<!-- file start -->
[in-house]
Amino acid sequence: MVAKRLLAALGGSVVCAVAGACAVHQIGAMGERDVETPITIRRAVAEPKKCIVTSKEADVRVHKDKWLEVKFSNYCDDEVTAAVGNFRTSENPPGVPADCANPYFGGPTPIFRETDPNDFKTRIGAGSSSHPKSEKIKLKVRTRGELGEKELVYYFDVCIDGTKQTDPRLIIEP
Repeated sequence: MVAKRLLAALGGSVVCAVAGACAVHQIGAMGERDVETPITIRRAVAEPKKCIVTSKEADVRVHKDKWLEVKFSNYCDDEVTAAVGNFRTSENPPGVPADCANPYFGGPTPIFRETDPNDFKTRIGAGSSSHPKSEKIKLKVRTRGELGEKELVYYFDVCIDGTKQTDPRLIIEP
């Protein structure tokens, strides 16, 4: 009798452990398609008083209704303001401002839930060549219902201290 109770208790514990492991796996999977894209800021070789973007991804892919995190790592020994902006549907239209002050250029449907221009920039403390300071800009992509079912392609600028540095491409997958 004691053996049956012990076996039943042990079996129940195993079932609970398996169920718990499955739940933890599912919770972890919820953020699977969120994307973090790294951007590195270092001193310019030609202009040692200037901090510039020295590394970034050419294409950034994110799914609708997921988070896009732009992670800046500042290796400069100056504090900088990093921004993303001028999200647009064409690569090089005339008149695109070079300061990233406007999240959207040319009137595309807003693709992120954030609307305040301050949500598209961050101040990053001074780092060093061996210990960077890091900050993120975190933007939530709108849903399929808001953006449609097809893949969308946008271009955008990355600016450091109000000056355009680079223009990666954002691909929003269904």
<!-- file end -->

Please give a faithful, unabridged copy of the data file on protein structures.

[in-house]
Amino acid sequence: MVAKRLLAALGGSVVCAVAGACAVHQIGAMGERDVETPITIRRAVAEPKKCIVTSKEADVRVHKDKWLEVKFSNYCDDEVTAAVGNFRTSENPPGVPADCANPYFGGPTPIFRETDPNDFKTRIGAGSSSHPKSEKIKLKVRTRGELGEKELVYYFDVCIDGTKQTDPRLIIEP
Repeated sequence: MVAKRLLAALGGSVVCAVAGACAVHQIGAMGERDVETPITIRRAVAEPKKCIVTSKEADVRVHKDKWLEVKFSNYCDDEVTAAVGNFRTSENPPGVPADCANPYFGGPTPIFRETDPNDFKTRIGAGSSSHPKSEKIKLKVRTRGELGEKELVYYFDVCIDGTKQTDPRLIIEP
């Protein structure tokens, strides 16, 4: 009798452990398609008083209704303001401002839930060549219902201290 109770208790514990492991796996999977894209800021070789973007991804892919995190790592020994902006549907239209002050250029449907221009920039403390300071800009992509079912392609600028540095491409997958 004691053996049956012990076996039943042990079996129940195993079932609970398996169920718990499955739940933890599912919770972890919820953020699977969120994307973090790294951007590195270092001193310019030609202009040692200037901090510039020295590394970034050419294409950034994110799914609708997921988070896009732009992670800046500042290796400069100056504090900088990093921004993303001028999200647009064409690569090089005339008149695109070079300061990233406007999240959207040319009137595309807003693709992120954030609307305040301050949500598209961050101040990053001074780092060093061996210990960077890091900050993120975190933007939530709108849903399929808001953006449609097809893949969308946008271009955008990355600016450091109000000056355009680079223009990666954002691909929003269904």